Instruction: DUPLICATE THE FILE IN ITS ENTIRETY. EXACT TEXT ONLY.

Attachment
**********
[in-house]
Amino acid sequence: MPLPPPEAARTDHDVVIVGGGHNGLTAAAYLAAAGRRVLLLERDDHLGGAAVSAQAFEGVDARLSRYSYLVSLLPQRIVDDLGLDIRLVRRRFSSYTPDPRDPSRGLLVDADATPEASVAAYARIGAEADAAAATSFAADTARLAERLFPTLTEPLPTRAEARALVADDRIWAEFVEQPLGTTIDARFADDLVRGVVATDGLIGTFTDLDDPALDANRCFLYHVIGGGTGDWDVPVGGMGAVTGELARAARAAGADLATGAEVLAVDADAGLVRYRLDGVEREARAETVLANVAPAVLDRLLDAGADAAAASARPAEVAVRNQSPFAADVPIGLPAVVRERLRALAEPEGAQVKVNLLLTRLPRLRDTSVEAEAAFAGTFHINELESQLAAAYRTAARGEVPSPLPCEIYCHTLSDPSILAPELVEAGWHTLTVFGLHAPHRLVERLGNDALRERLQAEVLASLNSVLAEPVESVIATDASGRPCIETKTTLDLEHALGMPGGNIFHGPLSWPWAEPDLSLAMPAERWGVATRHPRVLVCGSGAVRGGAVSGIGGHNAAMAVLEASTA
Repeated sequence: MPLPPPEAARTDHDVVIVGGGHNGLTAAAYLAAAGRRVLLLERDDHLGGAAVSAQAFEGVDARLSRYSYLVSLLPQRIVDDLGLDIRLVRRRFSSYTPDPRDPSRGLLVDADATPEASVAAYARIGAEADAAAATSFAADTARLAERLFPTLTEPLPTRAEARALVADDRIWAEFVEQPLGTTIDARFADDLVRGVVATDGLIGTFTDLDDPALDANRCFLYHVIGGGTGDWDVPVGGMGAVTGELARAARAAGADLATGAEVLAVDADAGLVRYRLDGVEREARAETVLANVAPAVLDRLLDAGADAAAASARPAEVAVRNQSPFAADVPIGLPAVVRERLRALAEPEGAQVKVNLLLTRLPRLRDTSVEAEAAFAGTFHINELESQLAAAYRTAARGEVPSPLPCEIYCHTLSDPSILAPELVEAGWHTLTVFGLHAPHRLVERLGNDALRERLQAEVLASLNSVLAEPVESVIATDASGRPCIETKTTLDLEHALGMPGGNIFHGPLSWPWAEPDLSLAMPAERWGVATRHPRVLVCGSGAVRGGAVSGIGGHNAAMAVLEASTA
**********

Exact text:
[in-house]
Amino acid sequence: MPLPPPEAARTDHDVVIVGGGHNGLTAAAYLAAAGRRVLLLERDDHLGGAAVSAQAFEGVDARLSRYSYLVSLLPQRIVDDLGLDIRLVRRRFSSYTPDPRDPSRGLLVDADATPEASVAAYARIGAEADAAAATSFAADTARLAERLFPTLTEPLPTRAEARALVADDRIWAEFVEQPLGTTIDARFADDLVRGVVATDGLIGTFTDLDDPALDANRCFLYHVIGGGTGDWDVPVGGMGAVTGELARAARAAGADLATGAEVLAVDADAGLVRYRLDGVEREARAETVLANVAPAVLDRLLDAGADAAAASARPAEVAVRNQSPFAADVPIGLPAVVRERLRALAEPEGAQVKVNLLLTRLPRLRDTSVEAEAAFAGTFHINELESQLAAAYRTAARGEVPSPLPCEIYCHTLSDPSILAPELVEAGWHTLTVFGLHAPHRLVERLGNDALRERLQAEVLASLNSVLAEPVESVIATDASGRPCIETKTTLDLEHALGMPGGNIFHGPLSWPWAEPDLSLAMPAERWGVATRHPRVLVCGSGAVRGGAVSGIGGHNAAMAVLEASTA
Repeated sequence: MPLPPPEAARTDHDVVIVGGGHNGLTAAAYLAAAGRRVLLLERDDHLGGAAVSAQAFEGVDARLSRYSYLVSLLPQRIVDDLGLDIRLVRRRFSSYTPDPRDPSRGLLVDADATPEASVAAYARIGAEADAAAATSFAADTARLAERLFPTLTEPLPTRAEARALVADDRIWAEFVEQPLGTTIDARFADDLVRGVVATDGLIGTFTDLDDPALDANRCFLYHVIGGGTGDWDVPVGGMGAVTGELARAARAAGADLATGAEVLAVDADAGLVRYRLDGVEREARAETVLANVAPAVLDRLLDAGADAAAASARPAEVAVRNQSPFAADVPIGLPAVVRERLRALAEPEGAQVKVNLLLTRLPRLRDTSVEAEAAFAGTFHINELESQLAAAYRTAARGEVPSPLPCEIYCHTLSDPSILAPELVEAGWHTLTVFGLHAPHRLVERLGNDALRERLQAEVLASLNSVLAEPVESVIATDASGRPCIETKTTLDLEHALGMPGGNIFHGPLSWPWAEPDLSLAMPAERWGVATRHPRVLVCGSGAVRGGAVSGIGGHNAAMAVLEASTA